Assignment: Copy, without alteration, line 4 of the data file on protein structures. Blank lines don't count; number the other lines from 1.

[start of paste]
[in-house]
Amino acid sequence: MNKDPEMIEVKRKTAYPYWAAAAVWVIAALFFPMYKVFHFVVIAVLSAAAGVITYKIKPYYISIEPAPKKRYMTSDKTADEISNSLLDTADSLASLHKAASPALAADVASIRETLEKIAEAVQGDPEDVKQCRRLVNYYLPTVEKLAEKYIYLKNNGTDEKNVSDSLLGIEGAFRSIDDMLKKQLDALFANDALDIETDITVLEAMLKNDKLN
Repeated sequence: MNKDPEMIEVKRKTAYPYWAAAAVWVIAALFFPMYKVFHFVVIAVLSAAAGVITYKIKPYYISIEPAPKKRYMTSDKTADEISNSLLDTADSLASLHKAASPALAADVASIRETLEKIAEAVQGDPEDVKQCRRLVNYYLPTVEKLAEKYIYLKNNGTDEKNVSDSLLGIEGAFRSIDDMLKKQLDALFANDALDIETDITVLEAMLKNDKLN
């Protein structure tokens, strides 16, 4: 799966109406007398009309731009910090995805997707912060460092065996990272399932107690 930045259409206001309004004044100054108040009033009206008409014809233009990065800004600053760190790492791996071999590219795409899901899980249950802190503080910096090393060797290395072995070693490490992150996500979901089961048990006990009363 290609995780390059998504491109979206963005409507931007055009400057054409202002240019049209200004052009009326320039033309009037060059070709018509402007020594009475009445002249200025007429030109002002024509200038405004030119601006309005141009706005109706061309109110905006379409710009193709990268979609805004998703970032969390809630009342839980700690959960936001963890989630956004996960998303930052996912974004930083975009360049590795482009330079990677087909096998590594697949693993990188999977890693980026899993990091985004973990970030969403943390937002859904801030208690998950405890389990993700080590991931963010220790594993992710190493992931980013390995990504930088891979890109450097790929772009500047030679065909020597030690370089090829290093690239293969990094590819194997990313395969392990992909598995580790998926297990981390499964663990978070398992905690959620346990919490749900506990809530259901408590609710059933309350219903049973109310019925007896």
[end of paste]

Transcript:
């Protein structure tokens, strides 16, 4: 799966109406007398009309731009910090995805997707912060460092065996990272399932107690 930045259409206001309004004044100054108040009033009206008409014809233009990065800004600053760190790492791996071999590219795409899901899980249950802190503080910096090393060797290395072995070693490490992150996500979901089961048990006990009363 290609995780390059998504491109979206963005409507931007055009400057054409202002240019049209200004052009009326320039033309009037060059070709018509402007020594009475009445002249200025007429030109002002024509200038405004030119601006309005141009706005109706061309109110905006379409710009193709990268979609805004998703970032969390809630009342839980700690959960936001963890989630956004996960998303930052996912974004930083975009360049590795482009330079990677087909096998590594697949693993990188999977890693980026899993990091985004973990970030969403943390937002859904801030208690998950405890389990993700080590991931963010220790594993992710190493992931980013390995990504930088891979890109450097790929772009500047030679065909020597030690370089090829290093690239293969990094590819194997990313395969392990992909598995580790998926297990981390499964663990978070398992905690959620346990919490749900506990809530259901408590609710059933309350219903049973109310019925007896």